Using a Variable Annuity to Increase Your Retirement Income

Last Updated Dec 3, 2010 6:09 PM EST

This post continues my series about using IRAs, 401k plans, and other retirement savings to generate a lifetime monthly paycheck. I've previously written about immediate annuities as one way to generate this retirement paycheck, and I've also explored inflation-indexed annuities as one interesting variation that can increase your security. Here I'll discuss another variation on an immediate annuity that deserves your attention: the variable immediate annuity.

Like its big brother, the fixed immediate annuity, the variable immediate annuity provides a monthly retirement income for the rest of your life, no matter how long you live. Many retirees, however, are reluctant to buy a fixed immediate annuity because then you're locked into a specific investment for a lifetime with no upside potential and no ability to change your mind later and invest differently. There's also generally no increase to offset the impact of inflation.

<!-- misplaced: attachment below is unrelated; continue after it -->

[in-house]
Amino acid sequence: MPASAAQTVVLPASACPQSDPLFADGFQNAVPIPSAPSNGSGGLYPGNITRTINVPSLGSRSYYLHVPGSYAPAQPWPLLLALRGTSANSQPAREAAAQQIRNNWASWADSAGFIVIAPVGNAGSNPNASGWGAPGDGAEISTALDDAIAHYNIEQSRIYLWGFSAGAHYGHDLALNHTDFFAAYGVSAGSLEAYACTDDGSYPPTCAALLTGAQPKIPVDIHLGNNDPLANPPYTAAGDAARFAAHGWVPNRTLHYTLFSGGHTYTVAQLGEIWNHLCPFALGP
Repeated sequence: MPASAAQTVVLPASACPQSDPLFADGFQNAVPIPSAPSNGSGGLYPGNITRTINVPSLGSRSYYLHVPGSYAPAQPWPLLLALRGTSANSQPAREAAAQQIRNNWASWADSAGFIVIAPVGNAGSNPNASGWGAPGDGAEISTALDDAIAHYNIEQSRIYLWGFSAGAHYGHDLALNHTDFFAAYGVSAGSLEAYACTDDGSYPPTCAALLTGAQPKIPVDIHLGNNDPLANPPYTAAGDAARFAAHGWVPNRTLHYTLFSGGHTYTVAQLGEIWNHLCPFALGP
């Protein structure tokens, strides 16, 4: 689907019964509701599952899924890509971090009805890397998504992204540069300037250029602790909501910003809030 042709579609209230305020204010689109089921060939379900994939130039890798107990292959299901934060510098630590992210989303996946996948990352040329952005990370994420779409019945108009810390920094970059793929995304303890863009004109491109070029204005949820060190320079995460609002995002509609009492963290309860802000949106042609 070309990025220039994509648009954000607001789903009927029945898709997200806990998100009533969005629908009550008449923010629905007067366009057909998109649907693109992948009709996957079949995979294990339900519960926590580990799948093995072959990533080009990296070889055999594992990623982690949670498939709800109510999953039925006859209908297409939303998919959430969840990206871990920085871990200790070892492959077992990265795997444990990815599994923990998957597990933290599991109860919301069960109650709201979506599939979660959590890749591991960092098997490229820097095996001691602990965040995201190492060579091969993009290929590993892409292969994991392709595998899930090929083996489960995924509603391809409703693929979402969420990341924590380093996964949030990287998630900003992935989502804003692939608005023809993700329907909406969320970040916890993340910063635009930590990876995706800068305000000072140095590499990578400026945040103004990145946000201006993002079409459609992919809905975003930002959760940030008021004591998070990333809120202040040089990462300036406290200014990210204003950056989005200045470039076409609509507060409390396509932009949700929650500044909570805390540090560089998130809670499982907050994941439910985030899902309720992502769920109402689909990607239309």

Another "con" of fixed immediate annuities is the price, which changes constantly based on current interest rates. As of press time, interest rates were low, which makes fixed immediate annuities expensive. Why? The higher the interest earnings that the insurance company can make on your purchase price, the lower the annuity price, and vice versa. This is one important reason that people are currently avoiding fixed annuities.

Another reason that fixed annuities aren't cheap is that insurance companies make their guarantees over long periods -- 20, 30, or 40 years into the future. Because there's a significant risk that future interest rates will remain low, insurance companies build sufficient margins into their pricing to make sure they can meet their promises.

Variable Immediate Annuities Address All These Concerns